Revkin on Biased Reasoning

By Chris Mooney | April 19, 2011 1:21 pm

Andy Revkin has done a post that combines together a discussion of my Mother Jones piece with, appropriately, an analysis of the recent claims and counterclaims over the greenhouse gas implications of fugitive methane emissions from unconventional gas drilling (e.g., fracking). It includes a Q & A between us:

REVKIN: I would love your sense of why climate, as a hot-button issue, is more salient than vaccines in the political arena. Presumably it’s because it’s a direct link to the wallet for anti-tax folks and vaccines are a much smaller base of concern (people with young kids)?

You didn’t mention genetically modified organisms or radiation, two other arenas where the communitarians [Kahan's descriptor for what others might call liberals] have what seems to be a high “dread to risk ratio“….

Finally, this seems to clash with the enduring vision that inertia on climate (and related issues) derives from heavy spending by fossil fuelers and media muddle. My learning curve on cultural cognition has led me to mostly abandon my expectation that better information and communication could change the public debate.

Do you see any need for the environmental movement to abandon its longstanding claim that the public is inert on climate and energy because of the themes in “Merchants of Doubt” and, to an extent, “The Republican War on Science?”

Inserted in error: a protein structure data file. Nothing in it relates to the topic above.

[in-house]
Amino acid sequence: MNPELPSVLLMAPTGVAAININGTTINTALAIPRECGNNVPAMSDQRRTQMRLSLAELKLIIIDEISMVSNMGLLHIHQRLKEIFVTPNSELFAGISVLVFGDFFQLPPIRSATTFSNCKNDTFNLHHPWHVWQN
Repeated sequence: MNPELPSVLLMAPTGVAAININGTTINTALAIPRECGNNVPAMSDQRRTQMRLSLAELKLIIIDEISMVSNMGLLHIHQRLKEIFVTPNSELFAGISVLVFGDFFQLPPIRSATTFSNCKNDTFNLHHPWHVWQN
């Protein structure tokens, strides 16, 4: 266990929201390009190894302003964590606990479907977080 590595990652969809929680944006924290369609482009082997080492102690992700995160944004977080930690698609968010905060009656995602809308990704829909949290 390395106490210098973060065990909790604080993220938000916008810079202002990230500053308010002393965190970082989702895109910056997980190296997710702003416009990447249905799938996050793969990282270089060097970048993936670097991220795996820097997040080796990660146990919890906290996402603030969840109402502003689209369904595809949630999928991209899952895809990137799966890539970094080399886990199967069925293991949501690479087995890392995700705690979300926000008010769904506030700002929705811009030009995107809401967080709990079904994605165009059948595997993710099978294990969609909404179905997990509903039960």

ME: First, this approach does not suggest that my first book (Republican War on Science) was wrong — e.g., there really were all these attacks on science, as you know from having reported on them — but it does suggest that the book did not fully describe motivations and mechanisms, as my Mother Jones piece begins to do. But a lot of this political psychology research has been coming on strong since the book came out in 2005.

A similar comment would also apply to the issue of industry spending on think tanks that challenge climate science. On the one hand, it is very important for the political right to have this echo chamber out there — and the arguments generated by conservative think tanks would interact with the biased reasoning processes that are the subject of my piece in a kind of one-two combination.

The problem is thinking that “follow the money” can allow you to fully explain and understand climate change skepticism. It’s not simply about protecting profits — it seems more about advancing a libertarian ideology, or in Kahan’s schematic, individualistic and hierarchical values.

As for media muddle — I still believe that is a very big deal. We have plenty of evidence on how Fox News fuels rejection of climate science, and how this interacts with the processes of biased reasoning I talk about in the article. As with the conservative think tanks and the arguments they generate, it’s kind of a double whammy. The core problem, I believe, is the interaction between our penchant for biased reasoning on the one hand, the deeply polarized political climate (which pushes emotional buttons rather than encouraging calm deliberation), and the rich misinformation environment (there’s a ready-made argument in defense of anything and everything).